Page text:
By Brett Younger
Q: How do you write a helpful, informative column on a subject like Lent?
A: I do meticulous, painstaking research to create insightful, cleverly worded questions. Then I make up answers.
Q: What is Lent?
A: Lent, a tradition that may go back as far as the fifth century, is the forty-day period before Easter, excluding Sundays. It begins on Ash Wednesday (February 13 this year) and ends on Holy Saturday (March 30). If you take Lent seriously, it can seem longer.
Q: Why don't Sundays count?
A: Lent is a time of confession and repentance, but because Sunday is the day on which Christ arose, it's always -- and everyone at Highland Hills knows this -- a celebration.
Q: Why are the forty days called "Lent"?
A: Lent is the Old English word for spring. You could argue that Lent is spring cleaning for the soul, but it is more likely a reference to the season of the year in which Lent falls.
Q: Why is Lent forty days?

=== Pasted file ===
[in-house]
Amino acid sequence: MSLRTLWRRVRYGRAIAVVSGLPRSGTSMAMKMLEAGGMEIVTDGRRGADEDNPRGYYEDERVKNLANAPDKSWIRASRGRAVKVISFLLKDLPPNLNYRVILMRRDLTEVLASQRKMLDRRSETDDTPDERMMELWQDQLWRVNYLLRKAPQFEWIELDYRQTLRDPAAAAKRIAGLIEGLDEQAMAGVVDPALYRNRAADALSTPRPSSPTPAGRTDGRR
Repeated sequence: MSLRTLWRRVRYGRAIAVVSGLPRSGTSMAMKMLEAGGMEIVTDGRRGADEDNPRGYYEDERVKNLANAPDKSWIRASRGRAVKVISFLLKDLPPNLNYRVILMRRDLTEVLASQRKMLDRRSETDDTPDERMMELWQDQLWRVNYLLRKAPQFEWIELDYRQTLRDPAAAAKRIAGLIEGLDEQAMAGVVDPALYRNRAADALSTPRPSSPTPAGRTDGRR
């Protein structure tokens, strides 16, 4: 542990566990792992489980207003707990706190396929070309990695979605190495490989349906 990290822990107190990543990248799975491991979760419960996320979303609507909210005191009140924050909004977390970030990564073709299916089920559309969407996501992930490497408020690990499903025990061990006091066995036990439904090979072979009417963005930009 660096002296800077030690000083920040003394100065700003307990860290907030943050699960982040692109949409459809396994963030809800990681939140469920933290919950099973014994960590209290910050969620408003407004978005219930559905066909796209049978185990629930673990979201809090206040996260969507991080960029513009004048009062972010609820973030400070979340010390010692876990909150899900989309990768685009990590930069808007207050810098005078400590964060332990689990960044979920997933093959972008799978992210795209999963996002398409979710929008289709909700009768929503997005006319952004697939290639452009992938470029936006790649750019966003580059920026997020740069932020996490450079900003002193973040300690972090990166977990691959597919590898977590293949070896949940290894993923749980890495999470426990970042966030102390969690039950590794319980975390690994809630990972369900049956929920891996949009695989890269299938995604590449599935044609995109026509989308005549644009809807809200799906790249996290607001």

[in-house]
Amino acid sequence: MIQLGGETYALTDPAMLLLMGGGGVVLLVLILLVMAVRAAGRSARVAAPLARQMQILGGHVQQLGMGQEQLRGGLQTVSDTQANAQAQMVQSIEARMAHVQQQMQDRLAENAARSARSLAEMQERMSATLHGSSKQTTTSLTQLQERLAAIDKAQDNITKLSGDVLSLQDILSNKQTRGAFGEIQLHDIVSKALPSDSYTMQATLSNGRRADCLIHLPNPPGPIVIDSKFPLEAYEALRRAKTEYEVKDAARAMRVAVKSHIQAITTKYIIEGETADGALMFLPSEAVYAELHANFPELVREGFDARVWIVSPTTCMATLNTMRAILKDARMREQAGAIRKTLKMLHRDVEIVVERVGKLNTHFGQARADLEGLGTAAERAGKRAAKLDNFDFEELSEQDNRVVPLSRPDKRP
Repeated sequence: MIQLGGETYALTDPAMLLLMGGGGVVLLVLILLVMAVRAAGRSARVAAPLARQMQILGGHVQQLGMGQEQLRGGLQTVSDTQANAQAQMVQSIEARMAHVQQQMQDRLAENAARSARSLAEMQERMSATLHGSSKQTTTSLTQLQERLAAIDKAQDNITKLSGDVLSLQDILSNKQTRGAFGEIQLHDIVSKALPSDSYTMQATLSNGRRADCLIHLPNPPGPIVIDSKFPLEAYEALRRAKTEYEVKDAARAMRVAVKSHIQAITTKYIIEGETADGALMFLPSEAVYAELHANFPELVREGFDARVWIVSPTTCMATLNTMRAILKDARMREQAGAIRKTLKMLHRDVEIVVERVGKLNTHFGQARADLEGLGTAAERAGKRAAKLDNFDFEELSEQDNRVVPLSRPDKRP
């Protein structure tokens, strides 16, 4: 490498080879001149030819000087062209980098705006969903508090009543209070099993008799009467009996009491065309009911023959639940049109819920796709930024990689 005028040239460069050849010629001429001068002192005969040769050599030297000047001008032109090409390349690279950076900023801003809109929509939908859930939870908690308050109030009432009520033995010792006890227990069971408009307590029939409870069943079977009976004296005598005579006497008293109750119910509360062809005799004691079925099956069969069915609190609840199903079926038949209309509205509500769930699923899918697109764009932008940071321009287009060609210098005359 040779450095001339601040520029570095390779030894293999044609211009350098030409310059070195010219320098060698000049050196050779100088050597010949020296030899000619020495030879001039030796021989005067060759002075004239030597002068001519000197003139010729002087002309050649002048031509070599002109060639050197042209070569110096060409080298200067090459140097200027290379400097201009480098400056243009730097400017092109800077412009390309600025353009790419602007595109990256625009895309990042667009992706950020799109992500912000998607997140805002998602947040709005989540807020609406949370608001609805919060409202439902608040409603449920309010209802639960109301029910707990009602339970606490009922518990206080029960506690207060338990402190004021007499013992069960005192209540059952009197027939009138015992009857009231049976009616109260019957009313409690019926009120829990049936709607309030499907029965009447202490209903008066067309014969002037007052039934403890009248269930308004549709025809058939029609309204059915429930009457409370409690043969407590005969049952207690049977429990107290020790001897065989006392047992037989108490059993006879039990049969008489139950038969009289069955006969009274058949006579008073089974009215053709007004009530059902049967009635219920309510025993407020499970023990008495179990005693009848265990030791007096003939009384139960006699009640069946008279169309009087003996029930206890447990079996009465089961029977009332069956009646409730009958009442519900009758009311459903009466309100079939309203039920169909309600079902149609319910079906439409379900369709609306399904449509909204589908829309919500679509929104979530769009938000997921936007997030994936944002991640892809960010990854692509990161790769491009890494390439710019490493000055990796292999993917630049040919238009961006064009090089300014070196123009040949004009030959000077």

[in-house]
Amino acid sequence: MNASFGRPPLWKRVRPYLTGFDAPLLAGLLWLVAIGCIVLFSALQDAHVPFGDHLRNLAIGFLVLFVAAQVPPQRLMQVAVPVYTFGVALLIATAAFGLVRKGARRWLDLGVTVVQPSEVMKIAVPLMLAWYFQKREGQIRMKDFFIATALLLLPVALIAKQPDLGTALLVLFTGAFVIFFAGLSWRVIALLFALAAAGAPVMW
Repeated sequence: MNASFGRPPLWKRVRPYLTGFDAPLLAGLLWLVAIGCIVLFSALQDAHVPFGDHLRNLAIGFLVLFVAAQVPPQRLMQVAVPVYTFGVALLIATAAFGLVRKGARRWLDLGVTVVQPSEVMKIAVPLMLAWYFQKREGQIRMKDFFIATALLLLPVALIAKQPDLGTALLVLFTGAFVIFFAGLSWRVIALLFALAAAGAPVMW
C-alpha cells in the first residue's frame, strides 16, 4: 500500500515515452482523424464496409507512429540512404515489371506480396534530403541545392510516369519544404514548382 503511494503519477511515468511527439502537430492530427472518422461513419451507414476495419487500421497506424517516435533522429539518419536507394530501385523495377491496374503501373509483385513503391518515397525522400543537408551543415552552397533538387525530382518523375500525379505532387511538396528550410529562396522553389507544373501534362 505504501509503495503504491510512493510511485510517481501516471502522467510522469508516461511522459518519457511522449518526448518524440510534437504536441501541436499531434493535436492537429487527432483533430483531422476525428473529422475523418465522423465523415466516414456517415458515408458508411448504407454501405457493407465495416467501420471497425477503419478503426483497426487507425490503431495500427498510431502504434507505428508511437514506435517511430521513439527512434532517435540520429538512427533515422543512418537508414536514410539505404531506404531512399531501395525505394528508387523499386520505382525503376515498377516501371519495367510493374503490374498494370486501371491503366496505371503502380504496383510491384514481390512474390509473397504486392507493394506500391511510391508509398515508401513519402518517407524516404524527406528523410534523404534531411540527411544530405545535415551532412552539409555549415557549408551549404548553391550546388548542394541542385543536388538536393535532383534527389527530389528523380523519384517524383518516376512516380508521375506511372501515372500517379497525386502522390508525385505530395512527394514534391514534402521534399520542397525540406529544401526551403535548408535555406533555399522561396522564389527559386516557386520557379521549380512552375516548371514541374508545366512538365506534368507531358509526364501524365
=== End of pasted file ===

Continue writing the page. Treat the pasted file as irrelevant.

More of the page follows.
A: Forty is a biblical number for preparation. Moses was on the mountain forty days. Elijah traveled for forty days before hearing the still, small voice of God. Jesus was in the wilderness praying, I bet you guessed, forty days.
Q: Why do people give up something for Lent?
A: When you skip a meal or alter your routine, you are trying to remember, if not always successfully, Jesus' sacrificial life and death. In theory, by giving up good things we free ourselves from dependence on them, cultivate the spiritual discipline of sacrifice, and remind ourselves of the importance of the spiritual over the material. In practice, I know several people I'll avoid if they give up coffee.
Q: What do you suggest giving up for Lent?
A: The most common practice is to fast for certain days in Lent. Not eating doesn't make some of us more spiritual. Think about giving up television, newspapers, eating out, or shopping. Use the time or money you save on something you can imagine Jesus spending the time or money on.
Q: What's the best way to observe Lent?
A: Find ways to focus on your need to look carefully at who you are and who you should become. Read the Bible. Read another good book about faith. Minister in a new way. Set time aside to do whatever is necessary to be honest with God about your life. If we stop pursuing pleasure, then, come Easter, we might be caught by joy